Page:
The latest Ifo index, made public this morning, jumped from 105.7 in May to 106.8 in June: German business is happy. And little wonder if you look at those global growth rates mentioned in my last post, and think about the fact that German industry is export driven.
But in the unemployment lines, and among those about to lose the extra payments allowances brought to them by Hartz IV, things may look a little less rosy, Germans in general, it seems, are saving at very high levels, and seem set to continue to do so as they get older and older, and with an extra 3 percent VAT charge coming in next year, it's hard to see those lines getting any shorter, not any time soon at any rate:
The savings rate of German private households – savings as a share of disposable incomes – reflected "rational behaviour", given the country's future pension requirements, Axel Weber, Bundesbank president, said on Monday. Although high by US or UK standards, Germany's savings rate was not abnormal by historical standards or in comparison with other European countries.
The trend rise in Germans' savings ratio has acted as a brake on consumer spending – which remains the Achilles heel of Europe's largest economy, even as its industrial sector enjoys a export-led renaissance.
In sharp contrast, the French economy, which faces similar problems with high unemployment and labour market reform, has seen growth boosted in recent years by consumer spending, with the French reducing the share of their incomes that they save.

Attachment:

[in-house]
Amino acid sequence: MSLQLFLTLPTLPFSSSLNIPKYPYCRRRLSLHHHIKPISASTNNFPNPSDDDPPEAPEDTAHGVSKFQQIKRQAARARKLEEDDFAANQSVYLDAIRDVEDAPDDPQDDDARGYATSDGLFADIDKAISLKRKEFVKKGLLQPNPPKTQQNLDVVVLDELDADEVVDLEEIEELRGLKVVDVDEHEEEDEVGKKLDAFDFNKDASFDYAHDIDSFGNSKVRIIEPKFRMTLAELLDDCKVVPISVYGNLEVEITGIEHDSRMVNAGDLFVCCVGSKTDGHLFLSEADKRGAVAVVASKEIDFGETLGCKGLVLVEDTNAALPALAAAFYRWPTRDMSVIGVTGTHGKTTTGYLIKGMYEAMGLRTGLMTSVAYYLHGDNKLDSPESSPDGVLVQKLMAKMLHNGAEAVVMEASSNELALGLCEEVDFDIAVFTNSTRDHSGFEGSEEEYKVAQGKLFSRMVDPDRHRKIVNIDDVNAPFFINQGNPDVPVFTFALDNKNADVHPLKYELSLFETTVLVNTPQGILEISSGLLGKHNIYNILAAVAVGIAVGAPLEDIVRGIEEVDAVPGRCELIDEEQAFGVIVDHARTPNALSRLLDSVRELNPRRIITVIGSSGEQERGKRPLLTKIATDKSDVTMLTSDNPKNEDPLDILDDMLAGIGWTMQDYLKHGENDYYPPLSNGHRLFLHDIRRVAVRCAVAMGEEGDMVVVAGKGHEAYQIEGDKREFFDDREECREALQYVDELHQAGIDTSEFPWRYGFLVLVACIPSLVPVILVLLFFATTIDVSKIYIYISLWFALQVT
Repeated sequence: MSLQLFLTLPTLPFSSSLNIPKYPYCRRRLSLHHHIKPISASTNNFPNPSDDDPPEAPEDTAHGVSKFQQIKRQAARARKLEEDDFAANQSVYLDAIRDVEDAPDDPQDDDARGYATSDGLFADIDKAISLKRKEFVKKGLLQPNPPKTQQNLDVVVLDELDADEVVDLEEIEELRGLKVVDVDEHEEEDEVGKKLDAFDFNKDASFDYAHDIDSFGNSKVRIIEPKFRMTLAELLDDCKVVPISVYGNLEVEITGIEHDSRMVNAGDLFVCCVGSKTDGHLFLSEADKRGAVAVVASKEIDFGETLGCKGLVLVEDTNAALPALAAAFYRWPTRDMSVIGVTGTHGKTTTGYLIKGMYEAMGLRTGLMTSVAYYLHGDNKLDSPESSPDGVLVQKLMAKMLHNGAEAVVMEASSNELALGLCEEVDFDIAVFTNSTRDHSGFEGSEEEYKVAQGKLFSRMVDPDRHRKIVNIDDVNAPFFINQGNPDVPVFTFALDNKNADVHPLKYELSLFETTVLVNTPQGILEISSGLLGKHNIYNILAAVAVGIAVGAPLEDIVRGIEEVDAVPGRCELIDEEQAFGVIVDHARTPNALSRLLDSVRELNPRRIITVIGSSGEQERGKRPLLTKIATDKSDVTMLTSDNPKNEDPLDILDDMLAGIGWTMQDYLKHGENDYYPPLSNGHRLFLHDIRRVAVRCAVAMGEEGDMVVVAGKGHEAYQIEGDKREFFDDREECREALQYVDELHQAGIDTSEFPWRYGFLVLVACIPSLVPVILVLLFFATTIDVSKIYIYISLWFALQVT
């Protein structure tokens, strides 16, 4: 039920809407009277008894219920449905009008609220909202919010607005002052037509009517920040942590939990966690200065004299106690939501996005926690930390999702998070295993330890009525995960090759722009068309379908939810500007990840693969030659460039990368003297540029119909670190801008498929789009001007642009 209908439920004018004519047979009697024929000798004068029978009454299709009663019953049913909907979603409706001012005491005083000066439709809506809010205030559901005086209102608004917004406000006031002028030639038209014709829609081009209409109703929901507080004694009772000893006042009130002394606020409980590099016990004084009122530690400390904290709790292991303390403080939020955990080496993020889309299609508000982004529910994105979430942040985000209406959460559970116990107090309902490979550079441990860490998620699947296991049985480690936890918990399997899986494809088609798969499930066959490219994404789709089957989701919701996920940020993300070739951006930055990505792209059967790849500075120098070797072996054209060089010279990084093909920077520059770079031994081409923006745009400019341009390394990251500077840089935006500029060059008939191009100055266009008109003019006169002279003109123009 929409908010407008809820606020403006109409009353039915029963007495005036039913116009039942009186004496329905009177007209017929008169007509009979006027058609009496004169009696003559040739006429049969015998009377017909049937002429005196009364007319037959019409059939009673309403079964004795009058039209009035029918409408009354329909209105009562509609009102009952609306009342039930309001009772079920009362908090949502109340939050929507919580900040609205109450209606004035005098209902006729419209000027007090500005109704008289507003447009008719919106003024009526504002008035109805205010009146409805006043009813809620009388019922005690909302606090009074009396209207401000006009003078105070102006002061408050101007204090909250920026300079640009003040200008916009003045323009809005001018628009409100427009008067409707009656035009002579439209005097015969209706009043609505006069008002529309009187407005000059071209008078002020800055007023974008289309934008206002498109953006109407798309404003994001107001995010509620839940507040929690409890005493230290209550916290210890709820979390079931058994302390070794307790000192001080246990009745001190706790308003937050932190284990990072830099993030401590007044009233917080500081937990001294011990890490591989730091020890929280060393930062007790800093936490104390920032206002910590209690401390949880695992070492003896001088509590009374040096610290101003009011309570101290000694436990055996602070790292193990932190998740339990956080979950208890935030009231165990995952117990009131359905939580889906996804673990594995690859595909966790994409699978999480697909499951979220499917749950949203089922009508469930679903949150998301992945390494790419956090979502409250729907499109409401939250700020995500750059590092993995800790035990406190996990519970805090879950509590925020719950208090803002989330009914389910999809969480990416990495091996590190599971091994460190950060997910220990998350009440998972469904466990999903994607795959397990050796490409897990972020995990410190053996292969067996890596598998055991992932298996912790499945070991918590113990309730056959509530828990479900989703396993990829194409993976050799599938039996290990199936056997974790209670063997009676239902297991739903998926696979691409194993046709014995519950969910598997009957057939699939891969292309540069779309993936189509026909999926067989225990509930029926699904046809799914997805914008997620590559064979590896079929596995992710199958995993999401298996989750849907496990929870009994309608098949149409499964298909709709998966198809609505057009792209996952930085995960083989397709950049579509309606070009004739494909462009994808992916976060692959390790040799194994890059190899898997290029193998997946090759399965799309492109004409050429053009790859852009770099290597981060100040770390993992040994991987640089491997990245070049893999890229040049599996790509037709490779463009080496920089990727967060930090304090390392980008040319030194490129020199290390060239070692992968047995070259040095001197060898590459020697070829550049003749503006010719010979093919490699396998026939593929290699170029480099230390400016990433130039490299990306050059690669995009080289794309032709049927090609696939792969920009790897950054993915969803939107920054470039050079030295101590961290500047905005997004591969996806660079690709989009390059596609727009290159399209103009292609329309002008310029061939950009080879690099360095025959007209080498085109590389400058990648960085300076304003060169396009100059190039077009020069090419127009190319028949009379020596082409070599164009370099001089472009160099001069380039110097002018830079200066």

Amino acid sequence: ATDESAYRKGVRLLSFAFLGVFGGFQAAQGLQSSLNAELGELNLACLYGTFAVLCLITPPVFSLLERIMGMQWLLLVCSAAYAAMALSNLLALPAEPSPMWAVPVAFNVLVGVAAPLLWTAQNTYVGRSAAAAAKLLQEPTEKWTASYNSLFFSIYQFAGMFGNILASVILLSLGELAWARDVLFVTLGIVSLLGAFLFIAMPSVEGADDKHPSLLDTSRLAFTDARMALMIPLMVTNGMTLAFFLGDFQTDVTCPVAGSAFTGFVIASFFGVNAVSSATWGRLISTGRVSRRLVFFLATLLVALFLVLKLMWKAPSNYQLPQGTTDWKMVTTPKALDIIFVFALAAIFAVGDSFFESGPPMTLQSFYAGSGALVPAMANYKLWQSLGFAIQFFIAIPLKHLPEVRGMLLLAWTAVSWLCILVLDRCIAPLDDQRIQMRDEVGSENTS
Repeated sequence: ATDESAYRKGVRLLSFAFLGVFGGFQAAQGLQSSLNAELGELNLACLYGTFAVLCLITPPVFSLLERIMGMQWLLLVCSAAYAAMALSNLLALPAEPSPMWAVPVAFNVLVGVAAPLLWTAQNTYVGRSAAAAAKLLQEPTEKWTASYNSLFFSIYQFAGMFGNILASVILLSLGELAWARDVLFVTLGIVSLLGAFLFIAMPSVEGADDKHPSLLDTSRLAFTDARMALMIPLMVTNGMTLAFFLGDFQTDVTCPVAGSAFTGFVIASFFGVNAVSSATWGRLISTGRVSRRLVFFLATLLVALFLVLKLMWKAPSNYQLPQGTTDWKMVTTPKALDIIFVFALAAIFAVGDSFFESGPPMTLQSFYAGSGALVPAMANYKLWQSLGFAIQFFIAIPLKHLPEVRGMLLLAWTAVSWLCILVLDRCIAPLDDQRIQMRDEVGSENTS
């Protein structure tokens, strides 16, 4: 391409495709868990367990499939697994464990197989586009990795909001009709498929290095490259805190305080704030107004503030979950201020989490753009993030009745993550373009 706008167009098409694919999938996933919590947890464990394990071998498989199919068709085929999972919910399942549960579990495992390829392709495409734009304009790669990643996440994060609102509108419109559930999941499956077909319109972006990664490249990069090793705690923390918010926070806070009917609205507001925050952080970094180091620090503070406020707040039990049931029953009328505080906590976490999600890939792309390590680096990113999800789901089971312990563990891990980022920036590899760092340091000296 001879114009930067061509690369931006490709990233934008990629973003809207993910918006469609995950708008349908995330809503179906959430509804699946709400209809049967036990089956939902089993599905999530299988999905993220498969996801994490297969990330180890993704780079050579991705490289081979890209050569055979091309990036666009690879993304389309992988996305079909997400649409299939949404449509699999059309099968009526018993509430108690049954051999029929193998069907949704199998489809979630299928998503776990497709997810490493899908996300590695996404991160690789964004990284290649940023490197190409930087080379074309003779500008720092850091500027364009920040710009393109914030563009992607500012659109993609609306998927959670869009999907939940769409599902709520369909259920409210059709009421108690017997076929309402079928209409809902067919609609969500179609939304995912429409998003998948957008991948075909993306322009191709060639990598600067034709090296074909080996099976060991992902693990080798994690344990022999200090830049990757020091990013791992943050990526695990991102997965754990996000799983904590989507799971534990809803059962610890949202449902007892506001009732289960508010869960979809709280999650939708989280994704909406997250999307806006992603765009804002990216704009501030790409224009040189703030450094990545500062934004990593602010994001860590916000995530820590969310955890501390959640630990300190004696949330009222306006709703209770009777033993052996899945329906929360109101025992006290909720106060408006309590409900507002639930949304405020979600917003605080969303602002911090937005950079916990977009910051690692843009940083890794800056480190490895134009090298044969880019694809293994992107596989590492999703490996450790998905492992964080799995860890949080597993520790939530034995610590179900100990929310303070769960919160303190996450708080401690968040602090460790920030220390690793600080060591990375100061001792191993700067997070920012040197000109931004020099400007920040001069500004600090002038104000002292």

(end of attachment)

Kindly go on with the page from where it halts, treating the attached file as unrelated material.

In 1970s West Germany, the savings ratio of private households averaged more than 14 per cent. In the 1990s, for reunited Germany, the ratio averaged more than 11 per cent, before falling to a low point of 9.2 per cent in 2000. Since then, the ratio has risen steadily to 10.7 per cent last year. In France, the trend might be downwards, but its savings ratio last year – at 11.6 per cent – was still higher than Germany's. Italy's was even higher at 12.1 per cent. The ratio in the US and Canada was negative.
The steps Germans are taking to increase their private provision for old age were revealed in a breakdown of the private households' financial assets published yesterday by the Bundesbank. This showed pension entitlements accounting for more than 30 per cent of assets last year, compared with little more than 20 per cent in 1970.
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